In the middle of all of this,I began to have stomach pains. I ignored them as much as possible, but on the fourth of October, I couldn't anymore. At 5:00 AM I found myself in the ER with what I thought were heart attack symptoms. While everyone agreed that it was more than possible that I was having a heart attack, it turned out to not be one. (For the rest of the weekend I was in bed, sick, with a fever, stomach pains, no appetite--all pointing to a stomach bug, NOT a heart problem.) However, to be safe, the cardiologist on-call looked over my test results along with the results of my stress echo. This brought on a whole other bunch of things for me to cope with.
Before I left the ER, I was put on ANOTHER medication, This time, a calcium channel blocker. Again, they don't want my heart rate to go too high. I also got some nitroglycerin pills, in case I should have chest pains. Also, I was to have a coronary CT to see what was going on with my heart. (Thankfully, this was instead of a cardiac catheterization, which they thought I needed in the first place.) And I went home.
The following week found me back to the hospital for the CT and getting the report from all of the tests. Right now, the diagnosis for me is printzmetal angina. Yippee! This is something that is quite uncommon and it seems as if I have very uncommon symptoms on top of everything else. I won't be seeing the cardiologist until the 3rd of November, so I won't be able to find out how this conclusion was reached. My internist's office seems to agree with the diagnosis, so until something different comes up when I see the cardiologist, I guess I have angina.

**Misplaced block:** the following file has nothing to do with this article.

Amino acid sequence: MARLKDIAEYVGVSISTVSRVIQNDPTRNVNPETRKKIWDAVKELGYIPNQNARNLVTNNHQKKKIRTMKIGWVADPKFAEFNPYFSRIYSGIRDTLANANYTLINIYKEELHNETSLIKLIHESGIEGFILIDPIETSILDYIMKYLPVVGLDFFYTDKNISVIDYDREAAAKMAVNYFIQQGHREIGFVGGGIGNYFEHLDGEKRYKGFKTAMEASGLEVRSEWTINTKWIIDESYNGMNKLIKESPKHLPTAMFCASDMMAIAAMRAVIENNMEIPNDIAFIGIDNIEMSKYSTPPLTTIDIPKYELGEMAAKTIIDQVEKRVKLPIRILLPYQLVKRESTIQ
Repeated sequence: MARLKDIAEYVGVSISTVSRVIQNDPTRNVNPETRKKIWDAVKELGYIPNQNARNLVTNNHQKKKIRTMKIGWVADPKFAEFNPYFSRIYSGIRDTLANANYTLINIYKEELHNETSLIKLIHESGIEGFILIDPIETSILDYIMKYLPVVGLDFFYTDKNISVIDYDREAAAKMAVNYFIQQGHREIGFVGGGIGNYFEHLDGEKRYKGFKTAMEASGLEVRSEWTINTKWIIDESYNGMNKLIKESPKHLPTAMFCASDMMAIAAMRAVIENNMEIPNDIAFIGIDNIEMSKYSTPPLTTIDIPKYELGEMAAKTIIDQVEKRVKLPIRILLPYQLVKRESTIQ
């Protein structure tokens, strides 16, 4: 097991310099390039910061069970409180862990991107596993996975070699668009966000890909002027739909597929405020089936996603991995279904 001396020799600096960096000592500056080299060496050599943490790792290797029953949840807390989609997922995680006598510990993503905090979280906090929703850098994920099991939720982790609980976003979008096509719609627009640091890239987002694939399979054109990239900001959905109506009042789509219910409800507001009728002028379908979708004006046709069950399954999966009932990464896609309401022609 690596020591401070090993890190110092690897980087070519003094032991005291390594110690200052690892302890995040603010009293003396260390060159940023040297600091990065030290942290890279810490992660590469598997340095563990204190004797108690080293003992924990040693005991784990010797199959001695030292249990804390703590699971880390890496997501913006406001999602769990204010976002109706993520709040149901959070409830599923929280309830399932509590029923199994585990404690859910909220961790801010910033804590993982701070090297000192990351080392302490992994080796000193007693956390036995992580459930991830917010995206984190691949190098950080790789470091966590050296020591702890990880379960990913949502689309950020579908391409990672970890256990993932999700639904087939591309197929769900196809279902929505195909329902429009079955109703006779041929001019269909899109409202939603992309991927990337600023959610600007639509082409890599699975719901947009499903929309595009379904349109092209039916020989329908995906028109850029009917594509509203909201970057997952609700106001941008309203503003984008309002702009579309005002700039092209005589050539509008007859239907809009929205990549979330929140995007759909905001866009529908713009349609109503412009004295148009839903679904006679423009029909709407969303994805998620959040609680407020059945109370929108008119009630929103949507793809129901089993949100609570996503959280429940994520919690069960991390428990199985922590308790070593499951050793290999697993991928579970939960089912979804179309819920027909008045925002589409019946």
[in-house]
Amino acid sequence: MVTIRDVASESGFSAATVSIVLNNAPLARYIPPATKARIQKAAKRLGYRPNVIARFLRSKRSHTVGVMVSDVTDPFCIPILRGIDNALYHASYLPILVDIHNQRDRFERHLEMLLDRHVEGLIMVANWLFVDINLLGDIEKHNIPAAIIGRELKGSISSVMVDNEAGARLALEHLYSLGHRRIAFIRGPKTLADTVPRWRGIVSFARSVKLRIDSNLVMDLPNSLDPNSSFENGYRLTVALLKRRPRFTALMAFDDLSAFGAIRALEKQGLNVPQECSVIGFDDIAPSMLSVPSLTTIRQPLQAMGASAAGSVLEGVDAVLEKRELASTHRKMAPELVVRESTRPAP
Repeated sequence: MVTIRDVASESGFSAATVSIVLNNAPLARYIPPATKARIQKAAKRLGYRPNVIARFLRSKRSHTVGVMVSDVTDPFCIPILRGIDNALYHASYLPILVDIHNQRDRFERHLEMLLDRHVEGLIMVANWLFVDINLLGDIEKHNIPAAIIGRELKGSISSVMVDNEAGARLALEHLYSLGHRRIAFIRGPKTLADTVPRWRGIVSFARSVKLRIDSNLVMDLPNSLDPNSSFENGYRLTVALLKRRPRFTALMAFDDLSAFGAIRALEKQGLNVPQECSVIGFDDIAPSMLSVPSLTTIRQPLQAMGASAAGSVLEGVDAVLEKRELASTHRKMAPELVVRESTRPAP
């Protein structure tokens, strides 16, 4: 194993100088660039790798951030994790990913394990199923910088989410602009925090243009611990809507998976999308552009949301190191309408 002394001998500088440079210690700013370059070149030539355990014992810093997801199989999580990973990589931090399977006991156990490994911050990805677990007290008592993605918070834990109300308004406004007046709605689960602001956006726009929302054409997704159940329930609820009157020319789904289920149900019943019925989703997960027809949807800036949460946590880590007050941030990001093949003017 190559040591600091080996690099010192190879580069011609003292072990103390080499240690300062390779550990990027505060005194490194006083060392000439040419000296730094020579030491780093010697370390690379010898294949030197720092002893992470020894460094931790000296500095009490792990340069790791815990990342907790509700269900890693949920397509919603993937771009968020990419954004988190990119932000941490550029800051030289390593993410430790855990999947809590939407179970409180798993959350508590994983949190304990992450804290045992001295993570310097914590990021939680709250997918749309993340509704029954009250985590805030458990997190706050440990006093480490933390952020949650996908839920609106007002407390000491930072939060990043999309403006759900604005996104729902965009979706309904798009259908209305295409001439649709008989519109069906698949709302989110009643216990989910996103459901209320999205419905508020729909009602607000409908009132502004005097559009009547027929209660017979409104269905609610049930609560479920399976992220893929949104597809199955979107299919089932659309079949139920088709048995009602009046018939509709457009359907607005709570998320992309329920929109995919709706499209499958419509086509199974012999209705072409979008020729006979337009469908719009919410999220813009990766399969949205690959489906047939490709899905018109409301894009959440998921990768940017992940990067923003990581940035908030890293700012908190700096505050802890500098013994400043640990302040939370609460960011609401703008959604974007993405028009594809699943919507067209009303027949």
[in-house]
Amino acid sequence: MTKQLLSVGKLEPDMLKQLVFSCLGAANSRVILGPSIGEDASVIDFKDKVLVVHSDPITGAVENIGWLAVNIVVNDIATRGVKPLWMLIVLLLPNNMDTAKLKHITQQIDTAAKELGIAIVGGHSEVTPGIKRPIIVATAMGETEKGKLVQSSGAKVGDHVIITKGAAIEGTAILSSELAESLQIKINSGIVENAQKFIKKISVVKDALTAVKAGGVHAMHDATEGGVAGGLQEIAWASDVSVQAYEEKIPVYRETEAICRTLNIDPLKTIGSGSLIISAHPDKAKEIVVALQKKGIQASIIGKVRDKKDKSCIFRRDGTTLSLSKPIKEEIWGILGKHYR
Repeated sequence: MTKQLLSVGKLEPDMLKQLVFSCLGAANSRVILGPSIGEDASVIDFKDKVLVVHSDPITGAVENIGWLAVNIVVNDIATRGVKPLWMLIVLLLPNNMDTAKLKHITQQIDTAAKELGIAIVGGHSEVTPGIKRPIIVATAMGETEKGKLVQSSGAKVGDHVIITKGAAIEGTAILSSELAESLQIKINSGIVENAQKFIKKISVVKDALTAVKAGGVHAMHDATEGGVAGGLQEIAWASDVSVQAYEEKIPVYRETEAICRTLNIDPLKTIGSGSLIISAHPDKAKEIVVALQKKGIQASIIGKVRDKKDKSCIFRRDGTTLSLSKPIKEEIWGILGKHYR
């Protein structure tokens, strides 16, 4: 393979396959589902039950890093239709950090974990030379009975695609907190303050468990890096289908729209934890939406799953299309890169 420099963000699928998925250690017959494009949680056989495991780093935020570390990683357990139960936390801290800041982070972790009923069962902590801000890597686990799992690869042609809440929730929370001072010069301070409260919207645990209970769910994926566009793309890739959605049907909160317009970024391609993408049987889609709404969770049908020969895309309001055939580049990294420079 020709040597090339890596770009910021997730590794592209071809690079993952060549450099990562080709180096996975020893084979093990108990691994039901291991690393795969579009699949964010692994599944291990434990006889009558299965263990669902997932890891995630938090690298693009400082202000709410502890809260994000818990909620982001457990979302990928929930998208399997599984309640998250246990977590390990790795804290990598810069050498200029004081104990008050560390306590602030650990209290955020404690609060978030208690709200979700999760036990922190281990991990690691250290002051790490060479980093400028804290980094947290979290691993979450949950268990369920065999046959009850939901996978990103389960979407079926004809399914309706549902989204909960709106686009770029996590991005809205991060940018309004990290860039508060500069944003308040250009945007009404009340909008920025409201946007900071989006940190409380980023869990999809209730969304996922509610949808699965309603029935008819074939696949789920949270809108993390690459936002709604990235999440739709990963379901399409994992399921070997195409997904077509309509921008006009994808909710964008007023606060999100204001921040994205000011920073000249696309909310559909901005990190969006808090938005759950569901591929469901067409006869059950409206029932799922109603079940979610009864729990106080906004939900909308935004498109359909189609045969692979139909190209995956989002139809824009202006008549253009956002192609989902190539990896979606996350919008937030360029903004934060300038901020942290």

Of course, I wound up at my internist's office again this past week. I have been having some side effects from the two new meds that I've been put on, so they had to be addressed. One of the problems I've been having is swelling of my feet, ankles, and lower legs. This is a common side effect of the calcium channel blocker, so I was put on a different medication in the hopes that I won't swell quite as badly. And it hasn't helped--as a matter of fact, I seem to be worse than I was. And all this leads to another call to the doctor's office tomorrow and, most likely, a different drug to try. This all probably will change when I see the cardiologist. I'm thinking he just might take me off of most--if not all--of what I'm on today and start from scratch. I do believe I will be put back on a statin and I will be on one or more blood pressure meds when it is all said and done. Other than that, I'm not sure what will happen.
All of this has my feeling a bit overwhelmed and slightly scared. About the only thing I'm sure of is that I will be having regular visits with the cardiologist and my internist for the next 3-6 months until things are worked out to everyone's satisfaction. I will wind up on some sort of drug cocktail and it will take time to tweak everything so that things will be fine. At this point--and I realize it is just in the beginning stages--I am not happy with the way things are going. I am not feeling well and the only thing I can point to are the meds that I'm on. I can't live a good life if I am feeling like I do right now and the doctor has to realize this. I don't think the solution to this is going to be easy OR quick. And I'm not too happy with the journey I am about to embark on.